From Mars with Love: Mars Meteorite ALH 84001

Martian Meteorites. (Courtesy: NASA)
Mars has sent a letter to Earth, by meteorite mail, reporting on conditions on that planet. It is perhaps to be expected that the message is not easily read: after all, it is from a strange place. The mailbox was the Antarctic ice, a good choice. Whatever arrives in this place is easily recognized as not from the Earth. Furthermore, collection has only started recently. The area has not been picked over by stone age people eager for metallic rocks or, more recently, by souvenir hunters.

The particular rock in question, labeled ALH84001, was recognized as a missive from Mars by its composition. It is similar to that of a class of meteorites known as SNC which are assigned to a Martian origin on the basis of gas inclusions resembling the atmosphere of Mars. Also, these types of meteorites are much younger than the ones derived from the ancient solar system debris floating about in space.

ALH 84001 was not recognized as a Martian sample until 1994, when it was re-typed as a probable "Martian" meteorite. Its ancient crystallization age sets it apart from the class of Martian meteorites as whole, and its short space exposure set it apart from most asteroidal meteorites. The most reliable criterion is a certain distribution of oxygen isotopes in its minerals, which completely different from that of any other class of meteorites or of any other object yet known in our solar system, with the exception of meteorites from Mars.

Meteorite ALH 84001
The reason ALH84001 became internationally famous (and was written up in the newspapers) was not the fact that it came from Mars (although this is remarkable in itself). The reason is that it contains something that looks like a fossil (sort of). The finding was announced to a startled world in 1996 by a group of NASA scientists. The "simplest explanation" for the features seen was said to be that these were indeed fossils of tiny Martian organisms. Other scientists in exobiology and related fields have hotly contested this hypothesis. We summarize in the exhibit at UCSD Exobiology the results of a NASA/ESO 1999 scientific conference on the subject; the consensus was that the evidence for life in this or any other meteorite is far from convincing. Most scientists agree that sample returns from Mars, especially from subsurface probes in likely locations are a high priority.

In the course of the conference scientists realized, as a result of the scientific debate, that arguments were fuzzy. No one had a very precise idea about how we can tell, from analyzing a rock, whether the presence of Life is indicated or not. One must look for a property that is characteristic of living matter and not simply consistent with the presence of life. Such a characteristic can then be referred to as a "biosignature".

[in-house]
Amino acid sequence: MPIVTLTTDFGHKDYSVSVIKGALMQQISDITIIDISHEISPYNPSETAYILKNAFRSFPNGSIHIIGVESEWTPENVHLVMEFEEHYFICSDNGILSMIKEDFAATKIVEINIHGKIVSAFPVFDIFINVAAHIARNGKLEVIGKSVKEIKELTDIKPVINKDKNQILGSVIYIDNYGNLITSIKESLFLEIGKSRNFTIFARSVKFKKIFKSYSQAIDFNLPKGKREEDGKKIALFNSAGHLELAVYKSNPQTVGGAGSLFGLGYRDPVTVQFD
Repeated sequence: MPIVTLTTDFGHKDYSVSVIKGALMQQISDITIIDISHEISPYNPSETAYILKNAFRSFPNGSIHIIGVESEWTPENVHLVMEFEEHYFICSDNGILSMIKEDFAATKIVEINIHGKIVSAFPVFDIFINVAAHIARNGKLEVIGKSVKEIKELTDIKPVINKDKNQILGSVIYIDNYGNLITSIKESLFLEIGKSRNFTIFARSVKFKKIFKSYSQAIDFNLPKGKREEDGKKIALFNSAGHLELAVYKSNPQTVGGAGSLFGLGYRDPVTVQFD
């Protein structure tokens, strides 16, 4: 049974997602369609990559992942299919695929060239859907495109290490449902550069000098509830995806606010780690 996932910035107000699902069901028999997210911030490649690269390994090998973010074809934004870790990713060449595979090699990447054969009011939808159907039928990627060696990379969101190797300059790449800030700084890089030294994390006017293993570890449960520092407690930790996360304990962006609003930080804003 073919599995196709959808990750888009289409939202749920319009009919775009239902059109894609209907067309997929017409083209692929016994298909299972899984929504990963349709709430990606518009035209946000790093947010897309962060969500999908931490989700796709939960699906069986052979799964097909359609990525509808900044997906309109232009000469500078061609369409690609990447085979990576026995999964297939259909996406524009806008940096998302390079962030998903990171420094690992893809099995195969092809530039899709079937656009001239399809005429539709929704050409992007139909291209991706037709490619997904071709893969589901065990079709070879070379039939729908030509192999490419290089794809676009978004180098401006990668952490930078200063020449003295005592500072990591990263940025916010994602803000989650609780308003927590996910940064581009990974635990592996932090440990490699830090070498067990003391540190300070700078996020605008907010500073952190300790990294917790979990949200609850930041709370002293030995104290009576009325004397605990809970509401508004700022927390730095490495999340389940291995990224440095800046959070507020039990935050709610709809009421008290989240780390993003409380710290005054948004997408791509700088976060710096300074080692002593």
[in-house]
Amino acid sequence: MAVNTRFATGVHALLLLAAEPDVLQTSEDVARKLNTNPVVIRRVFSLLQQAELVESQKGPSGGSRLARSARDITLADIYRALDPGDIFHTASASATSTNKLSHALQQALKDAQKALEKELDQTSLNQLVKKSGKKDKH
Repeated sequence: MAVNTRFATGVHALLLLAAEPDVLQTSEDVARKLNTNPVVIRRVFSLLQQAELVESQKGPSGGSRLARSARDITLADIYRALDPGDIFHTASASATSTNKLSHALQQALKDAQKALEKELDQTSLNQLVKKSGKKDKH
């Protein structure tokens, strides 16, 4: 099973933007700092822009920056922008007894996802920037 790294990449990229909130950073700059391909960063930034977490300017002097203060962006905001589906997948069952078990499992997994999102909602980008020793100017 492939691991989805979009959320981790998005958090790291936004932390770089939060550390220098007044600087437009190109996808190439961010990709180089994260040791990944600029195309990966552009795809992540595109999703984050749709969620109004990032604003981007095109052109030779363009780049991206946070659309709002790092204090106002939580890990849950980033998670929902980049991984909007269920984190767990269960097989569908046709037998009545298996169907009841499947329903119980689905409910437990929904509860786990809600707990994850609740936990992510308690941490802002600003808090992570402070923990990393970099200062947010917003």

Is the evidence in ALH84001 on the level of a biosignature?

Electron micrograph of Martian meteorite ALH 84001. Elongated structure at center is similar to bacterial fossils found in Earth rocks. This meteorite was also the first found to contain organic compunds. It is not known if these were produced by inorganic means or by living microorganisms.
Apparently not. The organic compounds seen can in principle result from abiogenic processes. In addition, their presence indicates terrestrial contamination rather than a Martian origin. The association of sub-microscopic grains of iron compounds enclosed in carbonate globules is not diagnostic. The fossil-like features are extremely small; a hundred times smaller than terrestrial bacteria. Although the existence of such extremely small organisms cannot be excluded, the small size weakens the case and also opens the door to a likelihood of mechanical artifacts. The carbonates present do not look biogenic and there is no conclusive evidence that they crystallized at a low enough temperature for life forms to exist.

Thus, alas, there is no convincing evidence for past life in ALH84001. The refutation of the claim has been the result of the normal scientific process. Extraordinary claims require extraordinary evidence. The proof here offered has not passed ordinary inspection.

Of course, the lack of evidence in this particular rock does not imply the absence of life on Mars, past or present, or weaken any arguments for its presence. It is clear that there is intense interest in the matter. A program of robotic spacecraft missions designed to search for ancient life will be required for definite proof of such life on Mars and elsewhere.